THERE IS NO DEVOPS WITHOUT FEATURE FLAGS!
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If you want to do DevOps, you have to constantly deliver value to your customers and gather evidence of the success in production. This means constant, zero downtime deployments and testing new features with smaller sets of customers (A/B testing, canary releasing).
To achieve this, you have to decouple the feature roll out from your code deployments. This is done by a design pattern that is called feature toggle, feature switch or feature flag. Originally it was called feature toggle because of its Boolean nature. With A/B testing and canary releasing the “toggles” became more complex. So today the term “feature flag” is more common.
Despite of how you call it, a feature flag changes the runtime behavior of your application depending on a configuration. The configuration can be:
or a mix of the above. This is really powerful, because you can develop long term features inside the master branch and release them when you are ready. But it is also dangerous, because you have to maintain the compatibility between your features on all levels (persistence, UI etc.) and the complexity to test all runtime alternatives may increase dramatically.
Feature Flag Frameworks
The first instinct is to just use the configuration system of your application and write your own framework for feature flags. But when you think more about it, this has some disadvantages. A framework for feature flags should:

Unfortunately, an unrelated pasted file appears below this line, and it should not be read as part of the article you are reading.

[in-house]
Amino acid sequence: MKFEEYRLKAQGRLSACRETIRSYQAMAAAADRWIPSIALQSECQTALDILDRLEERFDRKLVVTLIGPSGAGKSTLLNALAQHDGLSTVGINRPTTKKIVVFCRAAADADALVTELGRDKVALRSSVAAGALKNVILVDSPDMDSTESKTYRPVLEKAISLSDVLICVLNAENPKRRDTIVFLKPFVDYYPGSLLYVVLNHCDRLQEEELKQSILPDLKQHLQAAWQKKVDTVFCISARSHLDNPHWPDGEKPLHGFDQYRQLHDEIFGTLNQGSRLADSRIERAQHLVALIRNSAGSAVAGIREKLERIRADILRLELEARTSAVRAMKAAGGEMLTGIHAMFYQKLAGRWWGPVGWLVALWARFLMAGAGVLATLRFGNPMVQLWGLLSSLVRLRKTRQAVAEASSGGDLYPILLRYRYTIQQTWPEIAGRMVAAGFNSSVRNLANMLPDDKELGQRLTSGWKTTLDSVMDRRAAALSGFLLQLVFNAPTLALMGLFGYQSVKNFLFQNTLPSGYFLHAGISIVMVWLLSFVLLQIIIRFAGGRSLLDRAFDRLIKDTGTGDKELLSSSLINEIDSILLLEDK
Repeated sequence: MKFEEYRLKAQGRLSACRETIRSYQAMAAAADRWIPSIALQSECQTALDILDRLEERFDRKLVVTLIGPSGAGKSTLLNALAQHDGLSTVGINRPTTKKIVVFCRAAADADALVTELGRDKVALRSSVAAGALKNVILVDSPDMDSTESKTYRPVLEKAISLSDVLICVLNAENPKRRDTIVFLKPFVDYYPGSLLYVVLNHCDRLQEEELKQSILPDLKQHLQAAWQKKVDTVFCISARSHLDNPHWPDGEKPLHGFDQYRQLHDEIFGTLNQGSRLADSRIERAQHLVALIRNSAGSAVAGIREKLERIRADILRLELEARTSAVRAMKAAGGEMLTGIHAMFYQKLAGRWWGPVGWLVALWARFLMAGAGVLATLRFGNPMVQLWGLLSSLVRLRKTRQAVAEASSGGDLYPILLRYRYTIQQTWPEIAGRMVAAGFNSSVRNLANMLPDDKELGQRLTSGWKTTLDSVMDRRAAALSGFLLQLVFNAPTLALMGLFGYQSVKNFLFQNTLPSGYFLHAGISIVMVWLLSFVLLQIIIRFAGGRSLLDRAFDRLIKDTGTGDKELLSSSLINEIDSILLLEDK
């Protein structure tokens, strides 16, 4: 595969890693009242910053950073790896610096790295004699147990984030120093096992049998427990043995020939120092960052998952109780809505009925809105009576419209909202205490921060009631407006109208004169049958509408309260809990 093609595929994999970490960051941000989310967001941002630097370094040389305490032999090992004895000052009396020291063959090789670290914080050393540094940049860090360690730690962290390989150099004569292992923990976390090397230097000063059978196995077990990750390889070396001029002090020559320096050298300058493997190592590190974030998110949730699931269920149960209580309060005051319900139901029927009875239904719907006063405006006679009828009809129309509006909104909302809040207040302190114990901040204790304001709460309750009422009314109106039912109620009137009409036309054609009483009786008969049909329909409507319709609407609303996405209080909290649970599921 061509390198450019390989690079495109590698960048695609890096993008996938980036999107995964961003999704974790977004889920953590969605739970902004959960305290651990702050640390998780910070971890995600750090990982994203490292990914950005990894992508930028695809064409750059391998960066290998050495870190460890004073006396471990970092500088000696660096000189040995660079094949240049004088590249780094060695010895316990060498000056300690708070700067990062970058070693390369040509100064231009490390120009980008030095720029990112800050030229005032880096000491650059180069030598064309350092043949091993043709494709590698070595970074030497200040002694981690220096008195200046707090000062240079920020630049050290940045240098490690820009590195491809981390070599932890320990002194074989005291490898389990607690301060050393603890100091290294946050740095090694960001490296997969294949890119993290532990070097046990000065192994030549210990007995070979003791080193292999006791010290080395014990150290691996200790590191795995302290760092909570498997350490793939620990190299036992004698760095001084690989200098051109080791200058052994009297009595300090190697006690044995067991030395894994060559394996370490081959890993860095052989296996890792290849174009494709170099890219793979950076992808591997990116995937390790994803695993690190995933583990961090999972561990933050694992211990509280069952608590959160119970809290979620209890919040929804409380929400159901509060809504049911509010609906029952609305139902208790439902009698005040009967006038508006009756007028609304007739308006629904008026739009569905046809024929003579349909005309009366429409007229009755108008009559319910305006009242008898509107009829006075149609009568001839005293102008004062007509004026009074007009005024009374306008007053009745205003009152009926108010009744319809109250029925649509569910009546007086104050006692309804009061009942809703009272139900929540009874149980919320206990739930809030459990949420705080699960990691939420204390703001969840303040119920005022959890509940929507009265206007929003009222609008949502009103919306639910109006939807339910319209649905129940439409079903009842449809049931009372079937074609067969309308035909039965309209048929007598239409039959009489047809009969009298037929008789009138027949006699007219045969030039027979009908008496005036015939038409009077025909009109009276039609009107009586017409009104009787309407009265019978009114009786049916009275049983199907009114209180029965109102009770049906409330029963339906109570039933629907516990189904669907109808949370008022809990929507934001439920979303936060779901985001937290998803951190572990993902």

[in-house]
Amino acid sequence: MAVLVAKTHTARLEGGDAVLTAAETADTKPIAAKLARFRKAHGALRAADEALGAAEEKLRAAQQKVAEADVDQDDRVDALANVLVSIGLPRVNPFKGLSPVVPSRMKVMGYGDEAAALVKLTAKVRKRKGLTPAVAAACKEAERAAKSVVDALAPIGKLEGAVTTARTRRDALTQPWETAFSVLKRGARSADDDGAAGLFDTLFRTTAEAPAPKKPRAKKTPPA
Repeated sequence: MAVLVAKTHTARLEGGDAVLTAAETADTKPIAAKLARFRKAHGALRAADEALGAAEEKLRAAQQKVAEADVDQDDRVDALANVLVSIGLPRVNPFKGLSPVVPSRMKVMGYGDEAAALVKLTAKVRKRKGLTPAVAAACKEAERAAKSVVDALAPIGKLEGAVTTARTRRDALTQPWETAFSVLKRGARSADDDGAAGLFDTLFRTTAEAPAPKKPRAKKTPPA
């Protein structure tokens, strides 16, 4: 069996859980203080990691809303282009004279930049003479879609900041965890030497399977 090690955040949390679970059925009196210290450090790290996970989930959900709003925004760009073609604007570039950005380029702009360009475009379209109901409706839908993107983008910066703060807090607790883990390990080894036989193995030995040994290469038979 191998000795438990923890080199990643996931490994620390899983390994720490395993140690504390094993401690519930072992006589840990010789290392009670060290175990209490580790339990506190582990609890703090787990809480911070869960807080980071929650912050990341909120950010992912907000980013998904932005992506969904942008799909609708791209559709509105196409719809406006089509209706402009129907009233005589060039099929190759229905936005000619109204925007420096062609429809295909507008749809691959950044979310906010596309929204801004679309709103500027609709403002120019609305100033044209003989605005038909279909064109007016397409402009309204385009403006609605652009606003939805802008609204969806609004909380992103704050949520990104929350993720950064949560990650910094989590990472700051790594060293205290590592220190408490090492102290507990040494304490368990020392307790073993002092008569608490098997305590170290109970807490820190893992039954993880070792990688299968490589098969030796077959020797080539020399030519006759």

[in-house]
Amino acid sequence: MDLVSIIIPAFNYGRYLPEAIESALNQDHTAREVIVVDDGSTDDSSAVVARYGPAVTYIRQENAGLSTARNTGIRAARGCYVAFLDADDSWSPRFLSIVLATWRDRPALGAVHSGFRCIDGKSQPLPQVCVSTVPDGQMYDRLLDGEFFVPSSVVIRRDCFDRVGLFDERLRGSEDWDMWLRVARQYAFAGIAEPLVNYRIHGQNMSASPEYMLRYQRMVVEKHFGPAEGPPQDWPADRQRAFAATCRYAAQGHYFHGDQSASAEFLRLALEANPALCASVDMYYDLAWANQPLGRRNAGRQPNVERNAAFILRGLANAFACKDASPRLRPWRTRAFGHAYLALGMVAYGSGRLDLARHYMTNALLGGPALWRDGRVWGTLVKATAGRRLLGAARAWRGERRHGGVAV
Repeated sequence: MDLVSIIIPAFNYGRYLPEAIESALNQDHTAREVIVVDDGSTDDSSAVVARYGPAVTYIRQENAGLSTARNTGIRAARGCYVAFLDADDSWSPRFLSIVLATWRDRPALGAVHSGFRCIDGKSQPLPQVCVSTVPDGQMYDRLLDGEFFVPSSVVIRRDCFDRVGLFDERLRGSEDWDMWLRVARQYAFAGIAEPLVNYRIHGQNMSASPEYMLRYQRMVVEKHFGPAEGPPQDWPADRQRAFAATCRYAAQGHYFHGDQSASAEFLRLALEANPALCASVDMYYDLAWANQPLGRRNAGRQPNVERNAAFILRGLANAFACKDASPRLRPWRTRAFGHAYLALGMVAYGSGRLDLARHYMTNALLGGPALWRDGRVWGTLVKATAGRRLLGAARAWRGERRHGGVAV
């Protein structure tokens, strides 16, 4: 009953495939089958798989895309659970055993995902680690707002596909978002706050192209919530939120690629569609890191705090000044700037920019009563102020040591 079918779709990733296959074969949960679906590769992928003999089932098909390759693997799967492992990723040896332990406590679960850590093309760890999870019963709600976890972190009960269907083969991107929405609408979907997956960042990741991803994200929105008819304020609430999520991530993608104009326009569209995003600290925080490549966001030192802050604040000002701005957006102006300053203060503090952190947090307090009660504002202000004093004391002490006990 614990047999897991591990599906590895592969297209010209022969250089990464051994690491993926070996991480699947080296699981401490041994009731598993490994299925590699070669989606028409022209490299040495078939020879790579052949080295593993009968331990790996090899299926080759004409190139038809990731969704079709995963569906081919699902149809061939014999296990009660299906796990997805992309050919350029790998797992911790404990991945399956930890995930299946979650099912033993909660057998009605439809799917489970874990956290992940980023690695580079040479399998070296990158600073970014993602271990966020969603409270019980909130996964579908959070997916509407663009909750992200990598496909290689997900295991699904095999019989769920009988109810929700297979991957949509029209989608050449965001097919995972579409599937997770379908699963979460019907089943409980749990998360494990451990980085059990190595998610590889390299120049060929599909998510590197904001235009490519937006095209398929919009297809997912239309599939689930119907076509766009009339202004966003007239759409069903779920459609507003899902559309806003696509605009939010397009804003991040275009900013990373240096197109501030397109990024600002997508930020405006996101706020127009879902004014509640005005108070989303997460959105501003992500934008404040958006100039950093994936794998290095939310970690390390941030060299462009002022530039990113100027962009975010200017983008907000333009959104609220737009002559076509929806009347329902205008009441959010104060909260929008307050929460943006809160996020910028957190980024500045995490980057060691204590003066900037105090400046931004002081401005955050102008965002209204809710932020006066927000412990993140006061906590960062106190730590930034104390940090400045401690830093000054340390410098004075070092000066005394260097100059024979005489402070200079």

Implementing a framework that meets these requirements is pretty complex.
There are a lot of open source frameworks for the different languages. For Java there are
Feature Flags and Technical Debt
If you start with feature flags the chance is high, that it gets really complex after some time. So when Jim Bird writes that Feature Toggles are one of the Worst Kinds of Technical Debt, it is for a reason. So how do you use feature flags “the right way”?
The first thing is, that not all feature flags are the same and you should not treat them that way. There are short-lived feature flags, that are used to roll out new features or conduct experiments. They live for some time and then go away. But there are also feature flags that are intended to stay – like flags that handle licensing (like advanced features etc.). And there are mid-term flags for major features that take a long time to develop. So the first thing to do is to create a naming convention for the flags. You may prefix your flag names with short-, temp-, mid- or something like that. So everyone knows, how the flag is intended to be used. Make sure to use meaningful names – especially for the long-lived flags – and manage them together with a long description in a central place.
Mid and long term flags should be applied on a pretty high level. Like bootstrapping your application or switching between micro services. If you find a mid or long term flag in a low level component you can bet this is technical debt.
Short term flags are different. They may need to reside on different levels and are therefore more complex to handle. It is a good idea is to use special branches to manage the cleanup of flags. So right when you introduce a new feature flag, you create a cleanup branch that removes all the flags and submit a pull request for it.
If you do DevOps, then you probably already do some kind of feature flags. You should build a strategy to do feature flags right to not end in chaos. Pick a good framework and build a scalable, manageable and extendable engineering system around it. Done right, feature flags are one of the most powerful patterns for DevOps. So take your time and do it right!
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